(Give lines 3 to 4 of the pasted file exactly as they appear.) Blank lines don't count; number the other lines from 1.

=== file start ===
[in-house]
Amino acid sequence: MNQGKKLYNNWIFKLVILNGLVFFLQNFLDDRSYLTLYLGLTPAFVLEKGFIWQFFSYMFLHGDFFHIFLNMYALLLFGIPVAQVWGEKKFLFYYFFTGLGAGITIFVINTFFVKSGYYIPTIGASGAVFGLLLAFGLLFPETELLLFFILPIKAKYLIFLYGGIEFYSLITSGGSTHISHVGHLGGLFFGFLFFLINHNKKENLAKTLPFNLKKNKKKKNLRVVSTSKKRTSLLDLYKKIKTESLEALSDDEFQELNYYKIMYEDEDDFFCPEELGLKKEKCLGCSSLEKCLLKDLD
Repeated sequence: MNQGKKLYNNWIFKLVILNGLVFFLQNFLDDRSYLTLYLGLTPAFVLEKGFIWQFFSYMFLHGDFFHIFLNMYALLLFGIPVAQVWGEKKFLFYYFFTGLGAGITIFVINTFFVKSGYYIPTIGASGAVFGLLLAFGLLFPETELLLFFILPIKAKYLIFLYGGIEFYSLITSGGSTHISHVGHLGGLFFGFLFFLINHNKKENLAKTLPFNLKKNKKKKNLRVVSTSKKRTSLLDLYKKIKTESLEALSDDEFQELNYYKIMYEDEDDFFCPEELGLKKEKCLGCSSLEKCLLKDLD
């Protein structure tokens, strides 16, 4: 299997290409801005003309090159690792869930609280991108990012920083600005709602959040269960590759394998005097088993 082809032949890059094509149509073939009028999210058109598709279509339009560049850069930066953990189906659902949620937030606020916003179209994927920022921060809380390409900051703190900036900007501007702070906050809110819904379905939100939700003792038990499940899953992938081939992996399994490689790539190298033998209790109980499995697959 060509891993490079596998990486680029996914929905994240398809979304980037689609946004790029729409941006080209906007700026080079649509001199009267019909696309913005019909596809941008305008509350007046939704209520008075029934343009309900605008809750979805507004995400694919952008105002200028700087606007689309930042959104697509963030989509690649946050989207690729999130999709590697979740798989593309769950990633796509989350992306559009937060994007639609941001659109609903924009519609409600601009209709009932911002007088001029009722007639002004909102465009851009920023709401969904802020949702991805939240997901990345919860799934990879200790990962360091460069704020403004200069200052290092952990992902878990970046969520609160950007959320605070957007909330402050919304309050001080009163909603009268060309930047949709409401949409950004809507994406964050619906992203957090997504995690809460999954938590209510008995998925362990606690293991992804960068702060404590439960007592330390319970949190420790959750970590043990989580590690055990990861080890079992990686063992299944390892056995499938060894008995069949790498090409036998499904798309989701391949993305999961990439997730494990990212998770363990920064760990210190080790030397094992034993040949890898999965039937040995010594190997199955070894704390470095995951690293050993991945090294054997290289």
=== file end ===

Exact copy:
Repeated sequence: MNQGKKLYNNWIFKLVILNGLVFFLQNFLDDRSYLTLYLGLTPAFVLEKGFIWQFFSYMFLHGDFFHIFLNMYALLLFGIPVAQVWGEKKFLFYYFFTGLGAGITIFVINTFFVKSGYYIPTIGASGAVFGLLLAFGLLFPETELLLFFILPIKAKYLIFLYGGIEFYSLITSGGSTHISHVGHLGGLFFGFLFFLINHNKKENLAKTLPFNLKKNKKKKNLRVVSTSKKRTSLLDLYKKIKTESLEALSDDEFQELNYYKIMYEDEDDFFCPEELGLKKEKCLGCSSLEKCLLKDLD
């Protein structure tokens, strides 16, 4: 299997290409801005003309090159690792869930609280991108990012920083600005709602959040269960590759394998005097088993 082809032949890059094509149509073939009028999210058109598709279509339009560049850069930066953990189906659902949620937030606020916003179209994927920022921060809380390409900051703190900036900007501007702070906050809110819904379905939100939700003792038990499940899953992938081939992996399994490689790539190298033998209790109980499995697959 060509891993490079596998990486680029996914929905994240398809979304980037689609946004790029729409941006080209906007700026080079649509001199009267019909696309913005019909596809941008305008509350007046939704209520008075029934343009309900605008809750979805507004995400694919952008105002200028700087606007689309930042959104697509963030989509690649946050989207690729999130999709590697979740798989593309769950990633796509989350992306559009937060994007639609941001659109609903924009519609409600601009209709009932911002007088001029009722007639002004909102465009851009920023709401969904802020949702991805939240997901990345919860799934990879200790990962360091460069704020403004200069200052290092952990992902878990970046969520609160950007959320605070957007909330402050919304309050001080009163909603009268060309930047949709409401949409950004809507994406964050619906992203957090997504995690809460999954938590209510008995998925362990606690293991992804960068702060404590439960007592330390319970949190420790959750970590043990989580590690055990990861080890079992990686063992299944390892056995499938060894008995069949790498090409036998499904798309989701391949993305999961990439997730494990990212998770363990920064760990210190080790030397094992034993040949890898999965039937040995010594190997199955070894704390470095995951690293050993991945090294054997290289």